Idiopathic pulmonary arterial hypertension (IPAH) is a life-threatening disease of the pulmonary circulation affecting children and adults. Accumulating evidence indicates that one key factor that contributes to the pathogenesis of vascular diseases, including PAH, is an increase in reactive oxygen species, such as superoxide (O2-), that exceed antioxidant capabilities. One critically important antioxidant in the vessel wall is extracellular superoxide dismutase (EC-SOD), the sole enzymatic defense against extracellular O2-. EC-SOD is the most highly expressed SOD isoform in the vasculature under normal conditions, and EC-SOD expression is decreased in animal models of lung or vascular injury and several human diseases, including one study showing a decrease in EC-SOD protein in the bronchus of 8 patients with IPAH. Augmenting EC- SOD activity in transgenic mice or through adenoviral gene delivery attenuates pulmonary vascular remodeling and pulmonary hypertension. The regulation of EC-SOD in IPAH has not been investigated. It is now recognized that gene expression can be regulated by epigenetic modifications including cytosine methylation within the promoter region, specifically cytosines adjacent to guanosine nucleotides (CpG islands). New data identify CpG islands within the EC-SOD promoter that can be methylated, and indicate that hypermethylation of the EC-SOD promoter inhibits EC-SOD transcription in human cancer cells, contributing to enhanced tumor cell proliferation. Based on these data, we hypothesize that DNA methylation of the EC-SOD promoter mediates silencing of this protective gene and contributes to the pathogenesis of idiopathic pulmonary arterial hypertension.
Aim 1 will utilize lung and pulmonary artery tissue and serum procured at the time of organ transplantation in patients with IPAH, disease-specific controls with PAH due to other causes, or patients without PAH to determine whether EC-SOD gene and protein as well as enzyme activity are decreased in IPAH and test the impact of EC-SOD expression on pulmonary artery smooth muscle cell proliferation.
Specific Aim 2 will then use bisulfite genomic sequencing to test whether the EC-SOD promoter in pulmonary artery tissue and pulmonary artery smooth muscle cells from humans with IPAH is hypermethylated, and if reversal of methylation restores EC-SOD expression and normal cell proliferation. The tissue and cell samples used in this study will have been procured and processed through the efforts of the investigators of the Pulmonary Hypertension Breakthrough Initiative. Our findings will serve as strong preliminary data for the subsequent submission of a comprehensive RO1 application investigating the regulation of EC-SOD in IPAH. The long term goals are to establish new pathways important in the regulation of this pivotal antioxidant enzyme in the vessel wall, identify the role of extracellular superoxide in proliferation, inflammation and fibrosis contributing to pulmonary vascular remodeling, and provide a rationale for novel therapeutic tools to improve treatment of this lethal disease affecting children and adults.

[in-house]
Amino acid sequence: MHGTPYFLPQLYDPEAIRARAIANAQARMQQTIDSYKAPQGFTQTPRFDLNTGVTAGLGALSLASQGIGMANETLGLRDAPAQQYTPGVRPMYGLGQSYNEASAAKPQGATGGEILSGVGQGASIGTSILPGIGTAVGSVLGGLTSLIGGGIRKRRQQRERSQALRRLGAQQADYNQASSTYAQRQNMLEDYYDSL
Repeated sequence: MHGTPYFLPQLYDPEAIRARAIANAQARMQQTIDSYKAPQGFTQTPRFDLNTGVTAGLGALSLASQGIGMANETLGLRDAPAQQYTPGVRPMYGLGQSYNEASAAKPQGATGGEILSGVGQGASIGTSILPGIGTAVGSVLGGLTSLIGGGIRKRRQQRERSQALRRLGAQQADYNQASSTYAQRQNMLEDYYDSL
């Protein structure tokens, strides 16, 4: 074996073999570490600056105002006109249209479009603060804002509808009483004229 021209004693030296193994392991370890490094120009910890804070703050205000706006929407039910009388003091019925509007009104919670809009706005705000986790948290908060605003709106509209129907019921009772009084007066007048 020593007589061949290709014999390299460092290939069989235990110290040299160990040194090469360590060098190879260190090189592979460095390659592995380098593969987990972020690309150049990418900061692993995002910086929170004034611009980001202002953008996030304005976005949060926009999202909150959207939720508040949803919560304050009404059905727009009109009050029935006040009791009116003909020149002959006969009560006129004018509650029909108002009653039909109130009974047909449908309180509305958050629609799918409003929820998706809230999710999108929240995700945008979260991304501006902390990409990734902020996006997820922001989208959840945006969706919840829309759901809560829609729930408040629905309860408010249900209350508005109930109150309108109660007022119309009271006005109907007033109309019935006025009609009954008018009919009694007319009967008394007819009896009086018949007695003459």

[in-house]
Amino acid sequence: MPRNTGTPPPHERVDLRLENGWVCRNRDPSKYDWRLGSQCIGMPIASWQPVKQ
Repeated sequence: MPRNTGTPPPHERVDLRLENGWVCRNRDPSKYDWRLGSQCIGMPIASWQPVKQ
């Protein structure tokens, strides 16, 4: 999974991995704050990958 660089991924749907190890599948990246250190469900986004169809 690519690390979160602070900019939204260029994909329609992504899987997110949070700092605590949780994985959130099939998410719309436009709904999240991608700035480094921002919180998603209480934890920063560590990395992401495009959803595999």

This research proposal examines whether DNA methylation, increasingly recognized as a key epigenetic mechanism to regulate gene expression, regulates the transcription of a critically important antioxidant enzyme, extracellular superoxide dismutase, in the pulmonary artery of patients with idiopathic or familial pulmonary artery hypertension. This work will provide a strong foundation to understand the mechanisms responsible for loss of this essential antioxidant in human pulmonary arterial hypertension and provide a rationale for novel therapeutic strategies to improve treatment of this lethal disease affecting children and adults.
|Nozik-Grayck, Eva; Woods, Crystal; Stearman, Robert S et al. (2016) Histone deacetylation contributes to low extracellular superoxide dismutase expression in human idiopathic pulmonary arterial hypertension. Am J Physiol Lung Cell Mol Physiol 311:L124-34|
|Lisk, Christina; McCord, Joe; Bose, Swapan et al. (2013) Nrf2 activation: a potential strategy for the prevention of acute mountain sickness. Free Radic Biol Med 63:264-73|